Teachers at Moorside are constantly dipping into their own pockets for things like art supplies, glue sticks and food for cooking activities. Although they can submit receipts for expenses, most don’t as they feel guilty doing so when the school is under such financial pressure. “We would rather that money was put into support staff for children to talk to and have that shoulder to lean on,” said Dawn Crowther, a Year 1 teacher.
Across the country, in response to budget cuts, teachers and other school staff are increasingly paying for classroom supplies. One in five teachers said they had paid for lessons resources with their own money once a week, and one in ten said they did so several times a week, according to a survey this year by the Teachers’ union NASUWT. More than half – 53% – said they did this due to funding pressures on their schools, and 45% of those surveyed said they had spent their own money buying basic necessities for pupils including food, toiletries, clothing and shoes.
To cut down on costs, teachers have had to get creative. Crowther spends her weekends scouring car boot sales for resources to bring her lessons to life and persuades people to donate their time gratis. “Last term, we got the firefighters to do a free talk,” she said. “And when were were studying animals, we got Animal Rescue to come in and made a donation.” When her students were learning about forests, she led a trip to the woods herself, rather than booking a ranger.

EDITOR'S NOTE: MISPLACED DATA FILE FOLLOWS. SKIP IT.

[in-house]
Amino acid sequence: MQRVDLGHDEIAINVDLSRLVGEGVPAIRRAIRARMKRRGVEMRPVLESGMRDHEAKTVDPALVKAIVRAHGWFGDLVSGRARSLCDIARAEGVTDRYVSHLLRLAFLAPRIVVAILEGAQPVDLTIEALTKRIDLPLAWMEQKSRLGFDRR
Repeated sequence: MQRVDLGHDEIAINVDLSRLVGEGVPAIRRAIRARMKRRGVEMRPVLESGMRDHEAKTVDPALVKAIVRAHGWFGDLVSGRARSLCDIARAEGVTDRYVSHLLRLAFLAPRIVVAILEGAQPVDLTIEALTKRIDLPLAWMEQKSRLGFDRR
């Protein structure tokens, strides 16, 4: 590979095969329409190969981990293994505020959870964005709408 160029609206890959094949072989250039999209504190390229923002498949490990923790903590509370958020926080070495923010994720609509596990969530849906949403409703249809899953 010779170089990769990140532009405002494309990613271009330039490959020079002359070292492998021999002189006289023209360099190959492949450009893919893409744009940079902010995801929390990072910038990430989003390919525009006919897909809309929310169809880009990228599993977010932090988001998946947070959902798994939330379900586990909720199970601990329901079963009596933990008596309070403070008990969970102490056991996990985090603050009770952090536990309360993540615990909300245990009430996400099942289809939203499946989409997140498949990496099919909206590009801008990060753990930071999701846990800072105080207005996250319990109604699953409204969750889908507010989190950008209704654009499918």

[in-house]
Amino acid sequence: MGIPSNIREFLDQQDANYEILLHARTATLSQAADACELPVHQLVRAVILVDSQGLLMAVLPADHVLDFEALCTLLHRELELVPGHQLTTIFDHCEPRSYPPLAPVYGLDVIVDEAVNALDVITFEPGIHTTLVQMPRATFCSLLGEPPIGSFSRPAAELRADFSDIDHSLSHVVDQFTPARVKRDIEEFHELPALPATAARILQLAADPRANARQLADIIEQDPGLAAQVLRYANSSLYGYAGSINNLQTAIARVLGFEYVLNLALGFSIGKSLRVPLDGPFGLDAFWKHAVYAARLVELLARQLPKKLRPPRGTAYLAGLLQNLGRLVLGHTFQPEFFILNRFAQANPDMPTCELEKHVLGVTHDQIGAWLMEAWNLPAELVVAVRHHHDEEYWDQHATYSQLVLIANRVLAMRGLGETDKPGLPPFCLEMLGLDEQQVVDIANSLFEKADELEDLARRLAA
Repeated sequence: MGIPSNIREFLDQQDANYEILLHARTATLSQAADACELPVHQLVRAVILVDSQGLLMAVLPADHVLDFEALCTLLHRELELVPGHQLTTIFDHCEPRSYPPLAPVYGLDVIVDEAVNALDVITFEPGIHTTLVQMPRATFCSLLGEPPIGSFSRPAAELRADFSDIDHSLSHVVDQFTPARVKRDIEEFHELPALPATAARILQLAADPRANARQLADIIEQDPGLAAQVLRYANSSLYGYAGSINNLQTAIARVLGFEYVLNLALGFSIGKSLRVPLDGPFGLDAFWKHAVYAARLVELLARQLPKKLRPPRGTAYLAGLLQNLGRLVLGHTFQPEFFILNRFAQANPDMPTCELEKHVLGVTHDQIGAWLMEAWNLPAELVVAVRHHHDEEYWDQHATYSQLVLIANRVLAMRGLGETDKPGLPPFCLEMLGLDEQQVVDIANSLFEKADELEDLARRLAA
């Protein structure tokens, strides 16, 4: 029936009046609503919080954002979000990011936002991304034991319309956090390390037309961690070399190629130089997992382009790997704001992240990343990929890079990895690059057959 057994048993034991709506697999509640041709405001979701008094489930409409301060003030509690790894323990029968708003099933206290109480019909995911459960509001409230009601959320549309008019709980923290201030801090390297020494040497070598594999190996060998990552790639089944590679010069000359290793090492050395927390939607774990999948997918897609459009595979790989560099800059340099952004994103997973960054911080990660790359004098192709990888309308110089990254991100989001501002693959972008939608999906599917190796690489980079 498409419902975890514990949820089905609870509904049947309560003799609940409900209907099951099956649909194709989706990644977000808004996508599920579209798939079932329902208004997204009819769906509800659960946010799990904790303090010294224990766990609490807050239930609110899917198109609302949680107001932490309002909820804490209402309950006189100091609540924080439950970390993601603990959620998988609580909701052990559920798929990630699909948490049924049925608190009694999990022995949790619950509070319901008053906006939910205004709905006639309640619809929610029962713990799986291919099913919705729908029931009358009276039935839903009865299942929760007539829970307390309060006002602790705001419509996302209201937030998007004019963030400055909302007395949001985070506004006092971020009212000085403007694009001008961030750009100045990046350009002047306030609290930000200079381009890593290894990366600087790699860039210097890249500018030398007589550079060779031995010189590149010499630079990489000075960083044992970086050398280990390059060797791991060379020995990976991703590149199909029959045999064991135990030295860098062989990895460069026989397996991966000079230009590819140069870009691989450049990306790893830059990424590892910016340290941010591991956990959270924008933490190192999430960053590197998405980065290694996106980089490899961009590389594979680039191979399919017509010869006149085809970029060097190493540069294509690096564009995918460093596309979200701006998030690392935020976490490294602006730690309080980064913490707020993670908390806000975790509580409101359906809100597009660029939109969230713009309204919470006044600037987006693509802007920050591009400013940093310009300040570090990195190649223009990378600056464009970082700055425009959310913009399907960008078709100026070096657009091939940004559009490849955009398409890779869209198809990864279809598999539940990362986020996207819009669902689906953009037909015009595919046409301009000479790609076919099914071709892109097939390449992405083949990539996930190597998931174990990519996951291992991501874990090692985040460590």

Such field trips aren’t “jollies”, said Judy Shaw, president of the National Association of Headteachers. They’re meant to enrich children’s lives and expose them to things they wouldn’t ordinarily experience. But these outings are becoming something of a luxury. “Increasingly, schools can’t subsidise these trips, and it is the most disadvantaged kids that will suffer,” Shaw said.